October 27th, 2021

Tatiana Trouvé, March 23rd, The New York Times, USA; Le Soir, Belgium from the series From March to May (2020), via Gagosian

On view this month at Gagosian’s uptown exhibition space in New York, the gallery is presenting a never-before-seen body of work by Tatiana Trouvé produced in direct response to the pandemic era, drawing on the contemporary landscape to create a series of works that both trace time and reflect on the chaos of the past year. At the beginning of the COVID-19 quarantine in March 2020, Trouvé, isolated in Paris, began a series of daily drawings using inkjet-printed reproductions of various international newspaper front pages as her starting point. As the pandemic marched on, spreading instability and uncertainty throughout the world, Trouvé continued to work ever more methodically in graphite, ink, and linseed oil.

Tatiana Trouvé, April 3rd, The Star, Kenya, from the series From March to May (2020) via Gagosian

The works here continue a classic trope in contemporary and modernist traditions, drawing scraps from the news, painting dates, and embellishing news headlines as a way to both leave a mark on the passage of history, as well as to create works that serve as quite literal archives of time and events.  Connecting daily realities to poetry and the Symbolist movement, for instance, Pablo Picasso utilized scraps of Le Figaro in Cubist drawings and collages that used aleatory haphazardness to literally dematerialize neatly formatted columns of type into a chaotic jumble. In On Kawara’s classic date paintings, the works themselves become an archive of time itself, or at least a portrait of its measurement.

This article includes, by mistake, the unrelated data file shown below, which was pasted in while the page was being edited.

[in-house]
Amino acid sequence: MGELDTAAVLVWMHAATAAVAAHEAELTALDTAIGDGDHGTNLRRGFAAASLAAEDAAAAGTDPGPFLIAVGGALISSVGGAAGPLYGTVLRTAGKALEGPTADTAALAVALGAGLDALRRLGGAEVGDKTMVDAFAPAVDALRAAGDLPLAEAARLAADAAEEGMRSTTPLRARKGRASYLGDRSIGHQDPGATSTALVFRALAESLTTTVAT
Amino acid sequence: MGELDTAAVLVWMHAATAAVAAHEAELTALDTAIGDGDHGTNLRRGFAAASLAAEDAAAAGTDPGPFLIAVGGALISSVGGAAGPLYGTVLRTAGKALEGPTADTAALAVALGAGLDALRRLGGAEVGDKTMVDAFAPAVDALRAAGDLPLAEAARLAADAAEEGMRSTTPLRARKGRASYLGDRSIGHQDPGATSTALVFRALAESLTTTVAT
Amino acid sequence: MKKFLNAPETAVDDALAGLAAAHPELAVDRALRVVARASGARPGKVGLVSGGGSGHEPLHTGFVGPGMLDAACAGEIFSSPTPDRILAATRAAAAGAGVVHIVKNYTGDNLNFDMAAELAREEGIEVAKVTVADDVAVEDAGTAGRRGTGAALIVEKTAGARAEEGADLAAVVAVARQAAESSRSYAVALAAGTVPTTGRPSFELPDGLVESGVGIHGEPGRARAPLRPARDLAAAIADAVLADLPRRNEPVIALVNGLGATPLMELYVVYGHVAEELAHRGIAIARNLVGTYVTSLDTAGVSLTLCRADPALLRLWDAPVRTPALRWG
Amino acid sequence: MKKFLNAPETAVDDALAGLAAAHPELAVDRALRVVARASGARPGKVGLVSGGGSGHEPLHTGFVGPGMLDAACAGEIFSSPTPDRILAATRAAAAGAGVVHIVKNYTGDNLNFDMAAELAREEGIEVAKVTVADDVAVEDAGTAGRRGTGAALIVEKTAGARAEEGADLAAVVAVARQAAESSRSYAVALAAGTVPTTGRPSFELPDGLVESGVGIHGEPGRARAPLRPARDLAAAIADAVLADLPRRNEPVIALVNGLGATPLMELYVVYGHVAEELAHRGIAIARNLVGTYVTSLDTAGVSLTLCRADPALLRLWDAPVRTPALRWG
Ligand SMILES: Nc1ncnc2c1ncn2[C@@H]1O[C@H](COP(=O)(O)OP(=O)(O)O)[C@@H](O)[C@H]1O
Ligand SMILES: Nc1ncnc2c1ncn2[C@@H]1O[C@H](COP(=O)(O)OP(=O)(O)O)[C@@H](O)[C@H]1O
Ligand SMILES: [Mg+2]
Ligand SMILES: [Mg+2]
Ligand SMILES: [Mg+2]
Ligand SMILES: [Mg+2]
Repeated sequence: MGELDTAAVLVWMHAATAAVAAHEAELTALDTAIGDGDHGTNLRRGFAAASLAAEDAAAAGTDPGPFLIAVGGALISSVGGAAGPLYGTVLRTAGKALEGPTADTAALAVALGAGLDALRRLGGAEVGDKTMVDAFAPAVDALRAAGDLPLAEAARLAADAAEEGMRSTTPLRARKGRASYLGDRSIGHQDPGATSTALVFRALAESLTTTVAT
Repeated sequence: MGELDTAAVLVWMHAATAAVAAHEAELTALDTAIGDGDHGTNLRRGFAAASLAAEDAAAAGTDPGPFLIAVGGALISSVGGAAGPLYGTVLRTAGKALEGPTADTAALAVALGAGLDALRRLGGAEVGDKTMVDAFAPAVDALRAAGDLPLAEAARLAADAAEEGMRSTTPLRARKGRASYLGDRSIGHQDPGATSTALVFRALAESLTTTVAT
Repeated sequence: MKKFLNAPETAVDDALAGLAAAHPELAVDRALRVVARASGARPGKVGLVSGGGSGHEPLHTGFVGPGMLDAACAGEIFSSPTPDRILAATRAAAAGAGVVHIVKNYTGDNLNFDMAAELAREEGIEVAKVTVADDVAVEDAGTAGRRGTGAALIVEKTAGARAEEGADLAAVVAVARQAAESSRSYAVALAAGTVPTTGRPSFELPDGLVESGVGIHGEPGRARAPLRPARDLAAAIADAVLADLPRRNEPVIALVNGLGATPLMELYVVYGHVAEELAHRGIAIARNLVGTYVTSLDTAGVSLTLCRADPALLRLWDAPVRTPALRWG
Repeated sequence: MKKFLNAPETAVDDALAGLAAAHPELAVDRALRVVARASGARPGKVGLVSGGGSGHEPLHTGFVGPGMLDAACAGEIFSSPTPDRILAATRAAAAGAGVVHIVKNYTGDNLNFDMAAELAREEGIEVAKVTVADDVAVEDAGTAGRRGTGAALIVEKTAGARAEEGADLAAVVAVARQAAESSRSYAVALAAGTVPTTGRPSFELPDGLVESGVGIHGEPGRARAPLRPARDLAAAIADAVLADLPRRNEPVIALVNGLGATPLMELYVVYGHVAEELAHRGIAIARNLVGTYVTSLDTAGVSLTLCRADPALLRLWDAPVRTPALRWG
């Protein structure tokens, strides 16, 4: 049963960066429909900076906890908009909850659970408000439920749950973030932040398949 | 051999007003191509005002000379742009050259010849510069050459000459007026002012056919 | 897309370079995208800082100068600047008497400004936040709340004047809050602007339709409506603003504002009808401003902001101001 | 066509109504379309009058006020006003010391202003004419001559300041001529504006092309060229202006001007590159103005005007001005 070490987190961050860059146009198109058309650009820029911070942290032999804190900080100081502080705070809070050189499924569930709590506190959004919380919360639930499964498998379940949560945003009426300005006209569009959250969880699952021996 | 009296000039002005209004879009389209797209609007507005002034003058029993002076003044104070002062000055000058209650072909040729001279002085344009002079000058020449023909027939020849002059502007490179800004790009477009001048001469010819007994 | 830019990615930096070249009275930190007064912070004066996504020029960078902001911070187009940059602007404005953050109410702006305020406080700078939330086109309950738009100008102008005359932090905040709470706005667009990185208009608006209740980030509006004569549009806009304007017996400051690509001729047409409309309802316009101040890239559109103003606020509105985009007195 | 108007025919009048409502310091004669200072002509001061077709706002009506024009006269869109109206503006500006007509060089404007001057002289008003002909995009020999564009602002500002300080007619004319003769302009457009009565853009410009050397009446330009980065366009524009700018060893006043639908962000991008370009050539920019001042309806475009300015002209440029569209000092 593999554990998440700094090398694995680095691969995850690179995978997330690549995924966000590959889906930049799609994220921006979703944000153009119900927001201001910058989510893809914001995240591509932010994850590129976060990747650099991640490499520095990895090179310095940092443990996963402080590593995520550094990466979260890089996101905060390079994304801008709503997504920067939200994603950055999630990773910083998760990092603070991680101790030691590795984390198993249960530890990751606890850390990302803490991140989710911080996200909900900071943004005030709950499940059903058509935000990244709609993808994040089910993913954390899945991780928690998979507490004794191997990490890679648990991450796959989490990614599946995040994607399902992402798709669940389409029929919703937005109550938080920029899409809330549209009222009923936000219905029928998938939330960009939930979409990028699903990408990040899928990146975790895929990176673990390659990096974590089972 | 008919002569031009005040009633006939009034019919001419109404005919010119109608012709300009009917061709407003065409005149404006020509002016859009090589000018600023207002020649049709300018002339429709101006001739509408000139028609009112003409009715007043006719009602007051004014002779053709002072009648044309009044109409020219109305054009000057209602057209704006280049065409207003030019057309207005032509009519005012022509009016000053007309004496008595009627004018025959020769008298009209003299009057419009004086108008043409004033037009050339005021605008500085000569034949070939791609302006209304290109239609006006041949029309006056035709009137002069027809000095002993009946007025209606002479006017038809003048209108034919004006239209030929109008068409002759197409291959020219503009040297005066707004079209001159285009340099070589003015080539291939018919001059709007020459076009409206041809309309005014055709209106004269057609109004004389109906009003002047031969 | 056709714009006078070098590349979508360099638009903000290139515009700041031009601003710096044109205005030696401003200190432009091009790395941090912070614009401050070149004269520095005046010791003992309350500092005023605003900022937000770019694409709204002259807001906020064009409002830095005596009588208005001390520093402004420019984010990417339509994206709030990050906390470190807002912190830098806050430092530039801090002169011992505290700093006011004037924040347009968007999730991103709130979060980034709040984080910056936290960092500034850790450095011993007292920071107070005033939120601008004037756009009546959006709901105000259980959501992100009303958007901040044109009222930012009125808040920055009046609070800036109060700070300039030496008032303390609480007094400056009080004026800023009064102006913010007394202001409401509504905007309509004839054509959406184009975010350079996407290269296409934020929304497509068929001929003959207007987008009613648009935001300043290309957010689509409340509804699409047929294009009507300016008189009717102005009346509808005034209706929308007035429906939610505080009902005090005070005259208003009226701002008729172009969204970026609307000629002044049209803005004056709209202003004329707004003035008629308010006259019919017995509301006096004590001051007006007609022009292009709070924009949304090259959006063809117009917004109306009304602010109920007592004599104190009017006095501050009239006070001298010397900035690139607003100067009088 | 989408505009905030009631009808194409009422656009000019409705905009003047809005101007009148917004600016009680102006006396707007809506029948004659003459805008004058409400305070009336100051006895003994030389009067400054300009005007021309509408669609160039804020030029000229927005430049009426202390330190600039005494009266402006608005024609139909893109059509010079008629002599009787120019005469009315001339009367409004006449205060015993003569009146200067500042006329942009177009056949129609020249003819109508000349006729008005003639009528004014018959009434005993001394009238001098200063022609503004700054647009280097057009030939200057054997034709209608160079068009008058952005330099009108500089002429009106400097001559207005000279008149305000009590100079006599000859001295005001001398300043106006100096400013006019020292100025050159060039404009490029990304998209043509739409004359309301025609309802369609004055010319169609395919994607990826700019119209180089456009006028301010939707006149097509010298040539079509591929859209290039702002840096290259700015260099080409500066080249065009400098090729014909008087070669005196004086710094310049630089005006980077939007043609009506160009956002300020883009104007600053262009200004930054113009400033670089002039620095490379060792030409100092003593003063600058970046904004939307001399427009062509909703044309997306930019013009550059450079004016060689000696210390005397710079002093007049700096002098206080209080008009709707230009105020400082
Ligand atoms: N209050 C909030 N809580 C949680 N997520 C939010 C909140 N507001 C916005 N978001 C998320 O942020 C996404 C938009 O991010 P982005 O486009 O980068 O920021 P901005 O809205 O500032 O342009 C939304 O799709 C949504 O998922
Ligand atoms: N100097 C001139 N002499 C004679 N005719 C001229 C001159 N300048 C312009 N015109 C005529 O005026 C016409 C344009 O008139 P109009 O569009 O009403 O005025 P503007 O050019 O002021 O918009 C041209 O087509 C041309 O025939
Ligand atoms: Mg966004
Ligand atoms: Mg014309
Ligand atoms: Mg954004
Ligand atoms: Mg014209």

Tatiana Trouvé, April 10th, The Washington Post, USA, from the series From March to May (2020), via Gagosian

Trouvé’s piece, From March to May, extends these themes and connects them to the artist’s own lived experience, while also underscoring the role that technological reproduction and human intervention play in shaping aesthetic experience. In another departure from her modernist forebears, Trouvé’s drawings are fundamentally rooted in today’s digital age; they acknowledge the instant and universal connection that online newspaper editions provided during the pandemic. on an even more precious and profound status.

Tatiana Trouvé, From March to May (Installation View), via Gagosian

Her works here are presented like canvases in their own right, layering lines and figurative drawings over each formatted and printed front page from around the world. Beneath drawn and painted marks, ominous headlines swirl in and out of legibility, and familiar photographs mix surreally with Trouvé’s visions. Her drawings are both guided and interrupted by the arbitrary form of the printed page, inflecting the pragmatic character of newsprint with a dreamlike quality. In this suite of fifty-six works on paper, exterior and interior worlds fuse into one. The abstract and the everyday collide here, pressing the viewer to contend with history in relation to subjectivity at every turn.

The show is on view through October 30th.

– D. Creahan

Read more:
Gagosian Gallery [Exhibition Site]

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